More than two years after watching his business go up in smoke, award-winning Ottawa chef Joe Thottungal was celebrating the grand reopening of Coconut Lagoon over the weekend.
He invited guests to check out his brand new digs and to taste his popular South Indian dishes, inspired by his native Keralan cuisine.
“Wow,” United Way East Ontario president and CEO Michael Allen was heard saying after first stepping into the new restaurant at 853 St. Laurent Blvd, near McArthur Avenue. “What a difference.”
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Thottungal was feeling happy and relaxed as he greeted dozens of customers Saturday in what would be the first of two celebrations. The restaurant officially reopens Wednesday.
The businessman told OBJ.social he was sorry he couldn’t invite even more people for some drinks and bites but that he plans to make it up to them. “When they come in, I will take care of them, no problem.”
The new Coconut Lagoon has a few new features, including a wine room and fully accessible washroom. It now spans two floors, allowing it to accommodate some 90 customers. “Everything is a little bit bigger, nicer,” he said.
Working hard behind the scenes was his team of cooks, including right-hand man Rajesh Gopi, who’s been with him since Coconut Lagoon’s humble beginnings in 2004.
Rideau-Rockcliffe Coun. Rawlson King told OBJ.social how pleased he was to see Coconut Lagoon back in action.
“We need these types of investments in Rideau-Rockcliffe, as far as I’m concerned,” said Rawlson. “Small businesses really are the engine of our economy.”
He also praised Thottungal for his philanthropy. At the height of the pandemic lockdowns, Thottungal helped to create a community kitchen, Food for Thought Ottawa. It’s been working with its partner organizations to serve hundreds of thousands of hot and healthy meals to families, seniors and individuals living in low-income neighbourhoods.
“He is a gift to our community,” Mona Fortier, president of the Treasury Board and MP for Ottawa-Vanier, said of Thottungal.
Fortier had been dropping into Thottungal’s other restaurant, Thali, located downtown on O’Connor Street, while Coconut Lagoon was out of commission.
Guests also included Vinod Rajasekaran, publisher and CEO of Future of Good. He’s just finished collaborating with Thottungal to run an inaugural summer cooking camp for kids, called Junior Foodie Kitchen.
Rajasekaran got the idea after being unable to find any such camps to enroll his own daughter in. Registration filled up right away, he noted.
Ottawa Centre Liberal MP Yasir Naqvi attended. So did Innes Ward Coun. Laura Dudas, who successfully co-nominated Thottungal for the Order of Ottawa with David Gourlay, vice-president of philanthropy at Shepherds of Good Hope Foundation.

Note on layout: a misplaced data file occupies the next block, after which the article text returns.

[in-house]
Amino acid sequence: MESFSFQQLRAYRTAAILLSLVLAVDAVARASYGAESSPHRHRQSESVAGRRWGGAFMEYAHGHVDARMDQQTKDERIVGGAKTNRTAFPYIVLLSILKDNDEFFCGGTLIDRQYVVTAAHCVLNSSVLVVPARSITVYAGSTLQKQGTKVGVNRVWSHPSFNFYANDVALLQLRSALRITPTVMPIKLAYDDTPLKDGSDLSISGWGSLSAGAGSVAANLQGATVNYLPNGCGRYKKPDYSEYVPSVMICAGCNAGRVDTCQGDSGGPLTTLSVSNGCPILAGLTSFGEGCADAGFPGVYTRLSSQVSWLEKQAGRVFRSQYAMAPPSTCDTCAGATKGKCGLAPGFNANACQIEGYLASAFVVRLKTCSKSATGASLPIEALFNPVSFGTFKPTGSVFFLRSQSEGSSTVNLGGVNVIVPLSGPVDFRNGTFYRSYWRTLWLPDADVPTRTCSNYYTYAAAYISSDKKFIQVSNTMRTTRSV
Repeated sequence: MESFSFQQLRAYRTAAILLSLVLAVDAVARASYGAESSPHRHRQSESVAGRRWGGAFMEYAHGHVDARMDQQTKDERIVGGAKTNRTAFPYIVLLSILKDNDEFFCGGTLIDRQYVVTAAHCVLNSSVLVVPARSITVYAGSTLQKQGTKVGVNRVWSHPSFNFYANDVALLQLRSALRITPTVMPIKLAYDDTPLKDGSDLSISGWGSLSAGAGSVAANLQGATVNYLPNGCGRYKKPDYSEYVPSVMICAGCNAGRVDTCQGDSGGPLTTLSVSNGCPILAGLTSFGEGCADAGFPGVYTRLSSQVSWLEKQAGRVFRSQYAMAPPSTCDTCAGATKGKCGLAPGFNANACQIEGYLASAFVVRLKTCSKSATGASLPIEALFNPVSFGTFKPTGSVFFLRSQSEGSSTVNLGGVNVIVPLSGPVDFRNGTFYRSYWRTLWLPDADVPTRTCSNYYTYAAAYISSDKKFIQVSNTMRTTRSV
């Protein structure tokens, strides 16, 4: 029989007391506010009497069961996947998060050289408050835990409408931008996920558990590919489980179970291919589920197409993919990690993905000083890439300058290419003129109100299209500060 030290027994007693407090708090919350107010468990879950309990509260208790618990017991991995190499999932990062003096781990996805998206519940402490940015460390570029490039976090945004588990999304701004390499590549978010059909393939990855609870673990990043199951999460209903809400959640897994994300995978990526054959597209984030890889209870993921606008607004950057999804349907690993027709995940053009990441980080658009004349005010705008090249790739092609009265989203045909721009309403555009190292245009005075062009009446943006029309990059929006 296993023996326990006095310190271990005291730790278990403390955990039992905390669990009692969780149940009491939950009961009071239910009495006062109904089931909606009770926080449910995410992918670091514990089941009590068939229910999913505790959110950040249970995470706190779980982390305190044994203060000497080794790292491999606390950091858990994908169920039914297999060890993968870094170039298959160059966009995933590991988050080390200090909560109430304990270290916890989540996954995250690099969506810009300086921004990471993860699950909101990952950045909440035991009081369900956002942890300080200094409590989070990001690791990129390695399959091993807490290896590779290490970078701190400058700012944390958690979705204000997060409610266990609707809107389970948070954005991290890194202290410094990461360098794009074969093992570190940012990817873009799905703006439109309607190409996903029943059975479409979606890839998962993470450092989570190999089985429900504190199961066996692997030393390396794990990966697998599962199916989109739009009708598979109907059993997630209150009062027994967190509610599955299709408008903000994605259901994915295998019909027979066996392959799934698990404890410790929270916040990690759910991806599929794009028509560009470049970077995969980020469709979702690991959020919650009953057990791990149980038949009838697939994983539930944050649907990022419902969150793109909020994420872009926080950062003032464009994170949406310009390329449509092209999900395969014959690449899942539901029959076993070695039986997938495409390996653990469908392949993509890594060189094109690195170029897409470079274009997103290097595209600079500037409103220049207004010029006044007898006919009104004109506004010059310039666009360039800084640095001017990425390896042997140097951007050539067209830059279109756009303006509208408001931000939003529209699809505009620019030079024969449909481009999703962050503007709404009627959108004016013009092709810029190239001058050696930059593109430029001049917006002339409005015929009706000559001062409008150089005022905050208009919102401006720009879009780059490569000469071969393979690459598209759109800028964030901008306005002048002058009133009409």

Dudas happens to live in the same east-end neighbourhood as Thottungal and his wife and children. She considers him to be an inspiration and role model on how to treat others.
“He’s such a good person,” said Dudas of Thottungal and his family. “They never stop. They’re constantly doing things for the community.”
Also seen at the reopening were Altaf Sovani, former academic chair of the School of Hospitality and Tourism at Algonquin College; Ottawa psychiatrist Dr. Reghuvaran Kunjukrishnan, Neal Kushwaha, chair of the National Security Centre of Excellence (Canada), marketing consultant Tahera Mufti, and Victoria Henry, former longtime director of the Canada Council Art Bank.
What led to the new and improved Coconut Lagoon started as a nightmare situation for Thottungal. A fire broke out in the original building that housed his restaurant in May 2020, leading to extensive damage.
Thottungal rebuilt his restaurant from scratch, working with architect Ryan Koolwine of Project One Studio and its senior interior designer, Wendy Brown, and interior designer, Kiera Lamont. TSH Custom Homes did the build.
“Working with Joe was just fantastic,” Koolwine told OBJ.social in the orchid-filled restaurant. “There’s nobody who’s more salt to the earth and a more genuine person. It really was our privilege to be able to work with Joe, somebody who’s so ambitious and forward thinking.”
Not to mention patient. The restaurant completion faced numerous delays due to significant supply chain disruptions and other issues that arose along the way. “It was really tough,” said Thottungal, who was at the site “pretty much” every day.
The challenge of rebuilding after a fire is all behind him now, though.
Thottungal told OBJ.social that it was important to him that he bring Coconut Lagoon back to life. The restaurant may have toiled in obscurity in the beginning, but it quickly grew to be very successful once word got out about its menu. He can count among his customers Prime Minister Justin Trudeau.
“This is my baby,” Thottungal said of the business that he tended to every day for 16 years. “Without Coconut Lagoon, I am zero.
“This is very dear to me.”